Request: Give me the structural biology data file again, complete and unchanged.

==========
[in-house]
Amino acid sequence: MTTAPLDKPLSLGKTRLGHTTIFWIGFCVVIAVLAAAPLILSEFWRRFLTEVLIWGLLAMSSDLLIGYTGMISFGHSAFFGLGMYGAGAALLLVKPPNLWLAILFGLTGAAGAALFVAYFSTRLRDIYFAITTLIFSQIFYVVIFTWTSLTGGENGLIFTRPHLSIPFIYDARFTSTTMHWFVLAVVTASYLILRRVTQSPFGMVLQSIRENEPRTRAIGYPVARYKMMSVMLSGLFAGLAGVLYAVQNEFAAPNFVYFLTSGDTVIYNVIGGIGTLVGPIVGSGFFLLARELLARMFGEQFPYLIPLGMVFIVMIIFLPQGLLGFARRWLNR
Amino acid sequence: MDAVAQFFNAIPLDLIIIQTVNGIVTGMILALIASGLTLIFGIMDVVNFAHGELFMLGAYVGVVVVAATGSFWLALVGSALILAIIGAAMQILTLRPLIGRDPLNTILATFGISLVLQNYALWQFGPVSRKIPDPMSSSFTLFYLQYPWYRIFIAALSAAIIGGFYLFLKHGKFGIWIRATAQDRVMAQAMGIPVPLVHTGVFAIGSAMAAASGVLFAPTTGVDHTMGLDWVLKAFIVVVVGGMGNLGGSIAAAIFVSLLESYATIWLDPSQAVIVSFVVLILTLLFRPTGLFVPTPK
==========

[in-house]
Amino acid sequence: MTTAPLDKPLSLGKTRLGHTTIFWIGFCVVIAVLAAAPLILSEFWRRFLTEVLIWGLLAMSSDLLIGYTGMISFGHSAFFGLGMYGAGAALLLVKPPNLWLAILFGLTGAAGAALFVAYFSTRLRDIYFAITTLIFSQIFYVVIFTWTSLTGGENGLIFTRPHLSIPFIYDARFTSTTMHWFVLAVVTASYLILRRVTQSPFGMVLQSIRENEPRTRAIGYPVARYKMMSVMLSGLFAGLAGVLYAVQNEFAAPNFVYFLTSGDTVIYNVIGGIGTLVGPIVGSGFFLLARELLARMFGEQFPYLIPLGMVFIVMIIFLPQGLLGFARRWLNR
Amino acid sequence: MDAVAQFFNAIPLDLIIIQTVNGIVTGMILALIASGLTLIFGIMDVVNFAHGELFMLGAYVGVVVVAATGSFWLALVGSALILAIIGAAMQILTLRPLIGRDPLNTILATFGISLVLQNYALWQFGPVSRKIPDPMSSSFTLFYLQYPWYRIFIAALSAAIIGGFYLFLKHGKFGIWIRATAQDRVMAQAMGIPVPLVHTGVFAIGSAMAAASGVLFAPTTGVDHTMGLDWVLKAFIVVVVGGMGNLGGSIAAAIFVSLLESYATIWLDPSQAVIVSFVVLILTLLFRPTGLFVPTPK